Wind Turbine Buyer's Guide

August 22, 2007

Home Power
magazine has collected information about a wide range of different wind turbines that are available for home or small business use. The 2007 Wind Turbine Buyer’s Guide is a small but information-packed article with a wealth of information about available turbines for small wind systems.

The review has information on 19 different small wind turbines ranging from 7 feet to 56 feet in diameter, including systems for battery charging, as well as batteryless grid-tie systems. The list concentrates on some of the more widely available turbines, though many other manufacturers are selling turbines these days. Models from Abundant Renewable Energy, Bergey Windpower, Eoltec Wind Turbines, Kestrel Wind Turbines, Proven Energy, Southwest Windpower, Vestas, and Wind Turbine Industries are included on the list.

"Small wind," in our definition, starts with turbines with rotors (turbine blades and hub) that are about 8 feet in diameter (50 square feet of swept area). These turbines may peak at about 1,000 watts (1 kilowatt; KW), and generate about 75 kilowatt-hours (KWH) per month with a 10 mph average wind speed. Turbines smaller than this may be appropriate for sailboats, cabins, or other applications that require only a small amount of electricity. But if you want a significant amount of energy, you need a rotor with significant swept area—it is, after all, the wind turbine’s "collector."

In addition to the comparisons, there is good information about what the various components of a wind turbine system are, explanations about how the rating information was gathered, and a short section on wind turbine basics, that briefly covers the internal workings of a wind turbine (like what a ‘yaw bearing’ does).

This guide certainly doesn’t substitute for more comprehensive guides about installing a wind turbine, but it provides the best comparative data on different models of wind turbines that I have found to date. The guide lists several comparative pieces of information about each model covered. A background graphic for each model shows the comparative size of its rotor area. In addition to providing the rotor diameter and the swept area, the guide lists the predicted energy output at average wind speeds for 8, 10, and 12 mph. This makes it very easy to do direct comparisons between two models.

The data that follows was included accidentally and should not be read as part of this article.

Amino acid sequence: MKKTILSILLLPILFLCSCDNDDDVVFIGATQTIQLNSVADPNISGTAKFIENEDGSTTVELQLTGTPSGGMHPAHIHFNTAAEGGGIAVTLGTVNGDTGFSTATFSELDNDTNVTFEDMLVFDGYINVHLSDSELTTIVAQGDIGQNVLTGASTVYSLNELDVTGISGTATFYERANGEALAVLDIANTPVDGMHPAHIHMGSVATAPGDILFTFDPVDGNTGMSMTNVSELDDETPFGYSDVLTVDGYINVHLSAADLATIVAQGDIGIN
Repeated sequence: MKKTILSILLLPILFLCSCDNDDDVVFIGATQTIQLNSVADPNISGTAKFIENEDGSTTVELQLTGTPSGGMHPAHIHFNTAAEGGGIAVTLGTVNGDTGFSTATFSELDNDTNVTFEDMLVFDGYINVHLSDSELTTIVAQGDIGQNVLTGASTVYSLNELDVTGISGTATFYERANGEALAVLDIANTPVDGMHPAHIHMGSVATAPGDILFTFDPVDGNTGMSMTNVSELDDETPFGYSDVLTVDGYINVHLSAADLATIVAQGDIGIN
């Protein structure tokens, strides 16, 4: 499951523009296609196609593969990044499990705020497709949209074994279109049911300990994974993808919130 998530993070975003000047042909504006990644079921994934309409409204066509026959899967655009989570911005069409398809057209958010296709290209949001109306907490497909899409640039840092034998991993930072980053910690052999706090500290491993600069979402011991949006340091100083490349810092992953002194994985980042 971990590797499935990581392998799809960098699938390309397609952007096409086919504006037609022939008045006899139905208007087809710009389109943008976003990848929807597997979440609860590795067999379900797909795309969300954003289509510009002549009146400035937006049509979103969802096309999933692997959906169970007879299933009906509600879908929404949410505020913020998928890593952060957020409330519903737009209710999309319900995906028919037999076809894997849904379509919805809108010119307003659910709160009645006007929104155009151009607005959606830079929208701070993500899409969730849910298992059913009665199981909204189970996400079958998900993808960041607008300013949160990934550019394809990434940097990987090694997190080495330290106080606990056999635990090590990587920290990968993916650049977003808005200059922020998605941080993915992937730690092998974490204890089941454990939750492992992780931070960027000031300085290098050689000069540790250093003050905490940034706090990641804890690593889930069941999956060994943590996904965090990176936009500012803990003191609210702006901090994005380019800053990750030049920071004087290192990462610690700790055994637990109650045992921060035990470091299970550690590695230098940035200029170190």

Even more useful to many people who are wondering about whether or not to invest in a wind power system are the costs for these turbines (as well as an indication of what each system includes). These range from $1,995 for the 7-foot diameter Kestrel 800 (without controller or inverter) to $180,000 for the 56-foot diameter Vestas V-17 installed on a 132-foot tower. More than half the models included are under $10,000, and several of these are in the range of $3,000.

Application and warranty information for each model is also included. Some models designed for battery charging are suited for more different voltages than others are. A few models are suitable for either battery charging or batteryless grid-tied connection.

In addition to the information in this guide, you will need to collect a lot more information before going ahead and taking the plunge with a wind turbine for your own home or business. Knowing local regulations and requirements, as well as the wind profile for the property where you are considering putting a turbine, is also essential before spending thousands of dollars to put one up. But, since the turbine is the core element in a wind power system, an evaluation of the different models available is a good place to begin figuring out the right system for your own needs.

Wind Power Buyer’s Guide

Home Power Magazine